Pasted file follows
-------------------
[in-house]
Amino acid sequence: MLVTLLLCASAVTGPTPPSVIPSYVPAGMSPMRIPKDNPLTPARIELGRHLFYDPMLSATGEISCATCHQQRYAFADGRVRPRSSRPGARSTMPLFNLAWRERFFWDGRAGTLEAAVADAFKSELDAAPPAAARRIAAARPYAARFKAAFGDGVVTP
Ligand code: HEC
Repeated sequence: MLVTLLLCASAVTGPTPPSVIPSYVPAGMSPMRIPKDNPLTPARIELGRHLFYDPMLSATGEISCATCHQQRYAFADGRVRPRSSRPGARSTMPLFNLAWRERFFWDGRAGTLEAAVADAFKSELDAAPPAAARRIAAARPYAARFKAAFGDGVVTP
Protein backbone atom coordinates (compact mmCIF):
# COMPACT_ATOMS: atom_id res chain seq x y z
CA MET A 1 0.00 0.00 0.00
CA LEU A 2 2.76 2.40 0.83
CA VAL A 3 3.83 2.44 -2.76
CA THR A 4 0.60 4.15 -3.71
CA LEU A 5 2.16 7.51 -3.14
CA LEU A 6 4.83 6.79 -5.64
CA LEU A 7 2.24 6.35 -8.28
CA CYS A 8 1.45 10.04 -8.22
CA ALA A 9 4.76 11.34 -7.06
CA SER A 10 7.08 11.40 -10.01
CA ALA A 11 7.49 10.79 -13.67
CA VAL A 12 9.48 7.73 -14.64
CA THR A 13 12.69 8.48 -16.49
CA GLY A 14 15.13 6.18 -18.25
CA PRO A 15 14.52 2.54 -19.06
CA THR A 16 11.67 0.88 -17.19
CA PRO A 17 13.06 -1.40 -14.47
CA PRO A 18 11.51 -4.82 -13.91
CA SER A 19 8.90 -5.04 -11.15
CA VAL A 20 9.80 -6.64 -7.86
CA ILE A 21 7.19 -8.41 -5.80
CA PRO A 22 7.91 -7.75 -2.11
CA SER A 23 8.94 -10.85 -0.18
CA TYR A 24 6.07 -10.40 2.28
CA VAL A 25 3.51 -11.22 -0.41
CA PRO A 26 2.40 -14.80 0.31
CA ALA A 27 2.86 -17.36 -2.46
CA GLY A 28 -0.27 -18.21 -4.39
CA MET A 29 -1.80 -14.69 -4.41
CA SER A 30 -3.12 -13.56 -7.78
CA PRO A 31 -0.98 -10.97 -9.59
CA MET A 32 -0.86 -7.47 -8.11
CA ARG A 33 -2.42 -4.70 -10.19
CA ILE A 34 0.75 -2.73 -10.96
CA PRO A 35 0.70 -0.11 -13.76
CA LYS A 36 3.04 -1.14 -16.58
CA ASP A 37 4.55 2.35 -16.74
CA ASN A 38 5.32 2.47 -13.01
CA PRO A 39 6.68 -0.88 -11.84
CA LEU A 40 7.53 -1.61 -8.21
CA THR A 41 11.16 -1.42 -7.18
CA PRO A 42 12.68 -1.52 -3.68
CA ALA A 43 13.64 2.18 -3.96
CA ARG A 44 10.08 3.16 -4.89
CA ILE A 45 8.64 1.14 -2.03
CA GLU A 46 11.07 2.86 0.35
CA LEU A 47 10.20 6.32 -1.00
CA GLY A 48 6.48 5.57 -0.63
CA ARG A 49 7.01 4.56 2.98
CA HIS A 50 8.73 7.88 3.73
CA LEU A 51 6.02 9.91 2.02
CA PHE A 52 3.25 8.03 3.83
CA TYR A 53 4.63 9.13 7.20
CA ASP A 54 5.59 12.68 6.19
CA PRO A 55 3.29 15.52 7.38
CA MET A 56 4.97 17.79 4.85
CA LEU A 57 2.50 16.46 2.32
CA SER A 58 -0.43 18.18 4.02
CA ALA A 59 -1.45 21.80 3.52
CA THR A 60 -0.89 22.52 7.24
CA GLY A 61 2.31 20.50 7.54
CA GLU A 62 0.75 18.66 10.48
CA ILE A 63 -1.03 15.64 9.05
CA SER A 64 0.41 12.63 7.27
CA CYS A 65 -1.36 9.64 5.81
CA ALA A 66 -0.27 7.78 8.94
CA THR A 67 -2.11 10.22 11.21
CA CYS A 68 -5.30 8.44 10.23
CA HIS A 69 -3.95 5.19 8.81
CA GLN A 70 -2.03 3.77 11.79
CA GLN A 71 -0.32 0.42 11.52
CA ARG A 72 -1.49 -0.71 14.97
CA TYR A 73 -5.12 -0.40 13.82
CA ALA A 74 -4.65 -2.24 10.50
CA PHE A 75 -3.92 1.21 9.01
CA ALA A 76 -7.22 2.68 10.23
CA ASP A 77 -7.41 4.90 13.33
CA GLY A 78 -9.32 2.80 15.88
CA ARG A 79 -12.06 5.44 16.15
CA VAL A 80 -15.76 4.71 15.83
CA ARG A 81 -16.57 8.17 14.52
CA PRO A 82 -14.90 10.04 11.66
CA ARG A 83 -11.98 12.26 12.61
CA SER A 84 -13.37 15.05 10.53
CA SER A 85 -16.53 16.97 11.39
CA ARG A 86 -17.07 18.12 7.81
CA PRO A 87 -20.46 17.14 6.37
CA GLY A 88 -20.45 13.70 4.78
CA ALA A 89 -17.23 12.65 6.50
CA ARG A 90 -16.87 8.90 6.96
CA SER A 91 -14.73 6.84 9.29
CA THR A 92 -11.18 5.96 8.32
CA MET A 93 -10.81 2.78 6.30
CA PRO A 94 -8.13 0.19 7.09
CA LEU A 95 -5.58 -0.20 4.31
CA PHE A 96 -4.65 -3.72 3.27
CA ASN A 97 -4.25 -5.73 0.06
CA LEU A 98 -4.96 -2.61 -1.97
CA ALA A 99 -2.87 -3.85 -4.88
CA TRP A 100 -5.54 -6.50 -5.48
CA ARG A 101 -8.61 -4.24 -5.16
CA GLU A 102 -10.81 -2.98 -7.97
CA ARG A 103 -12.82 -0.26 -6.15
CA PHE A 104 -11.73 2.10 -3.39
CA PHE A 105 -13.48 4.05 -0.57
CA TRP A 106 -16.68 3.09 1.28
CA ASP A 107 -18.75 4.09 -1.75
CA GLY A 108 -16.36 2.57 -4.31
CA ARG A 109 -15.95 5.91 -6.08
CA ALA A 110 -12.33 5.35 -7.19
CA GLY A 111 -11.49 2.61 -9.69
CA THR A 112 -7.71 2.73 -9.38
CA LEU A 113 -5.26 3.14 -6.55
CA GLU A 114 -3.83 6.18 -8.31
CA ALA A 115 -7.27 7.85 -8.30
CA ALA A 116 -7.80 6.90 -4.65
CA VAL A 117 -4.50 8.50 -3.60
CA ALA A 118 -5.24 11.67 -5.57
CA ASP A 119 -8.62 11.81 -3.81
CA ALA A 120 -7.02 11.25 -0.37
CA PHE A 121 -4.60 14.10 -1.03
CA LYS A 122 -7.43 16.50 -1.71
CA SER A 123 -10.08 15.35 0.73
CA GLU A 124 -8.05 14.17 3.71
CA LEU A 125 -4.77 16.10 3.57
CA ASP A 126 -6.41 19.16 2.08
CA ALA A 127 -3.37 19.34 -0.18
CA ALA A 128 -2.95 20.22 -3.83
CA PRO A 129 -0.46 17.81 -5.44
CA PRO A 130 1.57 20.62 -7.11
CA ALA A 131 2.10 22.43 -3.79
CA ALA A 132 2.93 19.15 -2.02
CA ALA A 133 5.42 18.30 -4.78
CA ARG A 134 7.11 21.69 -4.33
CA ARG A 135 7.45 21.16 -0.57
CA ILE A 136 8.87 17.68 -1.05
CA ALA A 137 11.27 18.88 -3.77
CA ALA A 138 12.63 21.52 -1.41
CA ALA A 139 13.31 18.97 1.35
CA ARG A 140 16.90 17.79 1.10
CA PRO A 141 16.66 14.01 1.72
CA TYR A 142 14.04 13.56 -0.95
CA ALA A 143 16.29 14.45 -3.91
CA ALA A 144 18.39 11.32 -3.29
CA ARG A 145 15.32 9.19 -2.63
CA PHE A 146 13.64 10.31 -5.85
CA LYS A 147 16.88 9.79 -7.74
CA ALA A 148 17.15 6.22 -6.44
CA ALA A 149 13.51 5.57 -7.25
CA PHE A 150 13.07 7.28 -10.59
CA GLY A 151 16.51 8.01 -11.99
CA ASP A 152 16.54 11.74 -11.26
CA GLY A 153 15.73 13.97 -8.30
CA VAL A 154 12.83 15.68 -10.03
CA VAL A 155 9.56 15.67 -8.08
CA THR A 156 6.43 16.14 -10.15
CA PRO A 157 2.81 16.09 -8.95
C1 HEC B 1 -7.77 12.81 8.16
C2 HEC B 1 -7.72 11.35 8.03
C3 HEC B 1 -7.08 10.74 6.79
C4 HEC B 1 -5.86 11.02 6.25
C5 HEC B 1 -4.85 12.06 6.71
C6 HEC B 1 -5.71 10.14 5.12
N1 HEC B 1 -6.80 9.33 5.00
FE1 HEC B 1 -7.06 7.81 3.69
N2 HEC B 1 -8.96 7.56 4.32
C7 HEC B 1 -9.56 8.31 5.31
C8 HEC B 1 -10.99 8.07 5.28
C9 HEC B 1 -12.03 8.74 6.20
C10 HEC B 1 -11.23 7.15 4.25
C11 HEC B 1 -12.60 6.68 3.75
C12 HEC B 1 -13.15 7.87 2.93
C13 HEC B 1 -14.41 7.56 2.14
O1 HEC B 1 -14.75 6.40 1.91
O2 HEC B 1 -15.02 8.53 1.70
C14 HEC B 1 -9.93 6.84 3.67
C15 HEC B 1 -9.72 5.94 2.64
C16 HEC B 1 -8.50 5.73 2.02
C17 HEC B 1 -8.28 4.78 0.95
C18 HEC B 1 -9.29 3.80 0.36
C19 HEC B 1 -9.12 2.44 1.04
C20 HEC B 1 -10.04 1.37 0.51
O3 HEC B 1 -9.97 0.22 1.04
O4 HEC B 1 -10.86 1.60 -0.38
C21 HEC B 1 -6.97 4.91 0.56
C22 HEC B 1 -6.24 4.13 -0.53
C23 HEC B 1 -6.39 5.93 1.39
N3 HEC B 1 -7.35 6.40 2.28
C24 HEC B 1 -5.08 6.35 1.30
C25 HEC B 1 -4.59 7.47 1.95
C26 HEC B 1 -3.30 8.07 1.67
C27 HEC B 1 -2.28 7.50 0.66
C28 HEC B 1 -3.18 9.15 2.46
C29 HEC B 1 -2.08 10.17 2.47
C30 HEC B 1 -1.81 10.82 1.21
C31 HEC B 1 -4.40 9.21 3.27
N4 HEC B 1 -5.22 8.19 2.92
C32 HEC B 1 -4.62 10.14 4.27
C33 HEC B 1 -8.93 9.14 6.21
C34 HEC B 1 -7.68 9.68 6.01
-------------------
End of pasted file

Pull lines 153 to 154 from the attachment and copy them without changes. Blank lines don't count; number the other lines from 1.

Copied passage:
CA LYS A 147 16.88 9.79 -7.74
CA ALA A 148 17.15 6.22 -6.44